Up the Hudson, out at Orange (with its multitudinous pretty settlements), all along the coast of Long Island, the garden-party is almost imperatively necessary. The owner of a fine place is expected to allow the unfortunates who must stay in town at least one sniff of his roses and new-mown hay.
Lawn-tennis has had a great share in making the garden-party popular; and in remote country places ladies should learn how to give these parties, and, with very little trouble, make the most of our fine climate. There is no doubt that a little awkwardness is to be overcome in the beginning, for no one knows exactly what to do. Deprived of the friendly shelter of a house, guests wander forlornly about; but a graceful and ready hostess will soon suggest that a croquet or lawn-tennis party be formed, or that a contest at archery be entered upon, or that even a card-party is in order, or that a game of checkers can be played under the trees.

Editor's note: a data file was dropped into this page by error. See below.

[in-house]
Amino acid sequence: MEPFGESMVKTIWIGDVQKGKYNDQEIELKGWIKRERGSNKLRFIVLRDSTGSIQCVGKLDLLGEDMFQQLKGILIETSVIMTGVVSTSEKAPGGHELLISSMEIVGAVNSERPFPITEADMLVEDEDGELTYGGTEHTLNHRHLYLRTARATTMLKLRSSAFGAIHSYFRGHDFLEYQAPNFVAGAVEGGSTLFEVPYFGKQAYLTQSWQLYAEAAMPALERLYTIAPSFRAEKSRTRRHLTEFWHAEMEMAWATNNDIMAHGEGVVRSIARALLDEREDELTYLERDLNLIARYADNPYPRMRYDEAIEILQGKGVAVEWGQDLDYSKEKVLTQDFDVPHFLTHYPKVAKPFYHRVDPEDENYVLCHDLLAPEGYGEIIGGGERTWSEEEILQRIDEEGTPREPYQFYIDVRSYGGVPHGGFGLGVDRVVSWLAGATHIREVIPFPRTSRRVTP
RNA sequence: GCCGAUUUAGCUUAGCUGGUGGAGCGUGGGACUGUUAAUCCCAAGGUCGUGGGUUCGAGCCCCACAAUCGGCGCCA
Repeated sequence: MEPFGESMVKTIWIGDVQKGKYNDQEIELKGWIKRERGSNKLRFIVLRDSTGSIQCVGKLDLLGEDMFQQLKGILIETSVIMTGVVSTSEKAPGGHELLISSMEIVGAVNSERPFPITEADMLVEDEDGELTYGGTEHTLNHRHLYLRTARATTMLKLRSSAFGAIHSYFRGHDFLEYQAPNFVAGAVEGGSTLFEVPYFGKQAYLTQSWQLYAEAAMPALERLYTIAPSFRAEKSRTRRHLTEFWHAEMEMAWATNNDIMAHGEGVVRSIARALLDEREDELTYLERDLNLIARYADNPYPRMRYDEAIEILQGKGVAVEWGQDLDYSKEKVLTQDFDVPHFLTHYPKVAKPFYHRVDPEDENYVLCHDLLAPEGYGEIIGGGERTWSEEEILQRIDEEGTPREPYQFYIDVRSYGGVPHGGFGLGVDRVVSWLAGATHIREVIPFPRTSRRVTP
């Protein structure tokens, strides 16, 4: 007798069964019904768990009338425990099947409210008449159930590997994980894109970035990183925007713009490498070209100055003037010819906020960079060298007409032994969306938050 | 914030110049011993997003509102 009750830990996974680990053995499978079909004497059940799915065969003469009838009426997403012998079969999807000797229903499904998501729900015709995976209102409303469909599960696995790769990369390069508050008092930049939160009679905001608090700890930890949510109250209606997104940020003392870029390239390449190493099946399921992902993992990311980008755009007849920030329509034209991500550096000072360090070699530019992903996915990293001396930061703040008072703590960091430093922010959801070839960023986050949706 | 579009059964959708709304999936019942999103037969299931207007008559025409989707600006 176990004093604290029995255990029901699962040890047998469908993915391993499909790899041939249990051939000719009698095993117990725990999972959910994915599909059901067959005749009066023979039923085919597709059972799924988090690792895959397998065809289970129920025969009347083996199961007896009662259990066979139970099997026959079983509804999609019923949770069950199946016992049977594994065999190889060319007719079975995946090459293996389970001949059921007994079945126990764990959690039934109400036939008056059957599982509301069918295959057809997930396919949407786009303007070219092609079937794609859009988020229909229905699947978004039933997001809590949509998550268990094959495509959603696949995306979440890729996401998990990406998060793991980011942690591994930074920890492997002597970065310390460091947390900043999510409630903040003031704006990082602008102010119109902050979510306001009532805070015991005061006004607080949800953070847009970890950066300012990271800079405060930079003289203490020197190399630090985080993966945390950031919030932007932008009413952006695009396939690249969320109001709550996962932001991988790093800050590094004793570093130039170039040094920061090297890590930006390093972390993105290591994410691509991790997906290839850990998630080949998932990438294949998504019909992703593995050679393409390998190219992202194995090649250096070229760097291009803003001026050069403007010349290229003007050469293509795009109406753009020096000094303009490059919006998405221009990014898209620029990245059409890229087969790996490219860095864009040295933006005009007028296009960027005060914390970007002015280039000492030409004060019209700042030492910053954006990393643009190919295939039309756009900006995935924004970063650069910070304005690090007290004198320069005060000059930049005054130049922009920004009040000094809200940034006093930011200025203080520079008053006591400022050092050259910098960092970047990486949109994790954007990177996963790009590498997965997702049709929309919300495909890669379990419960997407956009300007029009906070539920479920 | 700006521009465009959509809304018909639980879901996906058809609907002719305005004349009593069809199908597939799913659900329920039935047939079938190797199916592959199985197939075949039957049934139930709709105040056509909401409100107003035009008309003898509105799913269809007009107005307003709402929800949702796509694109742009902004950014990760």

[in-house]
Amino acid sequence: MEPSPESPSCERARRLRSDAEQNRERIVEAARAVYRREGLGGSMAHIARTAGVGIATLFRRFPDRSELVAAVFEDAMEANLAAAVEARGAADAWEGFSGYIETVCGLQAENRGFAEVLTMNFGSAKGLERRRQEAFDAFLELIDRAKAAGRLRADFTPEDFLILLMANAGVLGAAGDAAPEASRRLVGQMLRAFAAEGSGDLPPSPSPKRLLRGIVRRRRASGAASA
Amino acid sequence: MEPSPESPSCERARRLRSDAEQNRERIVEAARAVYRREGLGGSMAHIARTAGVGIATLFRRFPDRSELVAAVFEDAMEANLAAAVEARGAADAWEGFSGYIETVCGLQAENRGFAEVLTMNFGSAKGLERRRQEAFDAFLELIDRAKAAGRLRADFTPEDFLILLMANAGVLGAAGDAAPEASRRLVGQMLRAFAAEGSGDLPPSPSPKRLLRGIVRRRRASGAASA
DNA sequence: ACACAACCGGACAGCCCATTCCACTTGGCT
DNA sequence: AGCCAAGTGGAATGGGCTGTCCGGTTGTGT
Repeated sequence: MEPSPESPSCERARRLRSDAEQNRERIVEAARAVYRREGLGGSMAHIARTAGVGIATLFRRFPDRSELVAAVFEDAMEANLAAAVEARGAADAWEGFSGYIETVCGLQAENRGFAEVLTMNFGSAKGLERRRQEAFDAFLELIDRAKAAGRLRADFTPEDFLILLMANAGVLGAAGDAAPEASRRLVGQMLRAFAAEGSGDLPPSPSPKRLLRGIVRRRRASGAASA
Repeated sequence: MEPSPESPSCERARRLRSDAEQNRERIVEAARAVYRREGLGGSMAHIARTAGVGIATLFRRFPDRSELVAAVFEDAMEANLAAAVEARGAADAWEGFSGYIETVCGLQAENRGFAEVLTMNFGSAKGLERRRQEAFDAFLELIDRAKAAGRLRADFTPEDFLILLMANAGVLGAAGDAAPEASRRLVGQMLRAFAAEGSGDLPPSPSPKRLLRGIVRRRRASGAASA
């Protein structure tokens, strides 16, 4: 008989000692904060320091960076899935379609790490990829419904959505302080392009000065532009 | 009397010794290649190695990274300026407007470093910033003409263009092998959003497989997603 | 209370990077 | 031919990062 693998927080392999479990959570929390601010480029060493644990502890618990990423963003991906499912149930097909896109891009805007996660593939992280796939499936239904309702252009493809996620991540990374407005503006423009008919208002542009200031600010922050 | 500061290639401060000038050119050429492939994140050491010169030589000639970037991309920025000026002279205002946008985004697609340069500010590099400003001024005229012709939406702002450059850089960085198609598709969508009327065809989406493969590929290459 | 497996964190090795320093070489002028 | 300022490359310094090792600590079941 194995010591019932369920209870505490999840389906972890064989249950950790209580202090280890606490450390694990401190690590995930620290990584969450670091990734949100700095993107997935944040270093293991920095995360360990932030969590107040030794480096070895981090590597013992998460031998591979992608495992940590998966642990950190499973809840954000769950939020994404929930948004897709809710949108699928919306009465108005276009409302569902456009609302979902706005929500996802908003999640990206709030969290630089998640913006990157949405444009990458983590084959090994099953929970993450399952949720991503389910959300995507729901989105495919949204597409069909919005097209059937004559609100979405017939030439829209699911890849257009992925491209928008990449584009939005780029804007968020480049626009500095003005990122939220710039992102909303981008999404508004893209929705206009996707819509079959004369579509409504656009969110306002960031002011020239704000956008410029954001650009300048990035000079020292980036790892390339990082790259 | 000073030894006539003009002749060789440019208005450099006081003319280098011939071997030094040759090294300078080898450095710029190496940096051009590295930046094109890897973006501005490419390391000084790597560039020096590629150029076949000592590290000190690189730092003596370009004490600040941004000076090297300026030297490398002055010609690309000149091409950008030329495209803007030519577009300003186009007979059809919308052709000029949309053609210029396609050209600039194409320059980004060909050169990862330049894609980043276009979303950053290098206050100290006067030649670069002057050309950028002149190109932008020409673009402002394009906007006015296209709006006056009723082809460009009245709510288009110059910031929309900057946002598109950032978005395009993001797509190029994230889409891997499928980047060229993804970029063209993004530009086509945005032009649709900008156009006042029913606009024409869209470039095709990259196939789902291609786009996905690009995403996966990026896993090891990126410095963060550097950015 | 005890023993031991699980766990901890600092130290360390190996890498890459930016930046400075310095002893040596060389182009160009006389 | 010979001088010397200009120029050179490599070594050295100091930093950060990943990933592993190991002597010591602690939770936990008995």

Servants should be taught to preserve the proprieties of the feast, if the meal be served under the trees. There should be no piles of dishes, knives, forks, or spoons, visible on the green grass; baskets should be in readiness to carry off everything as soon as used. There should be a sufficient quantity of glass and china in use, and plenty of napkins, so that there need be no delay. The lemonade and punch bowls should be replenished from the dining-room as soon as they show signs of depletion, and a set of neat maid- servants can be advantageously employed in watching the table, and seeing that the cups, spoons, plates, wine-glasses, and forks are in sufficient quantity and clean. If tea is served, maid-servants are better than men, as they are careful that the tea is hot, and the spoons, cream, and sugar forthcoming. Fruit is an agreeable addition to a garden-party entertainment, and pines, melons, peaches, grapes, strawberries, are all served in their season. Pains should be taken to have these fruits of the very best that can be obtained.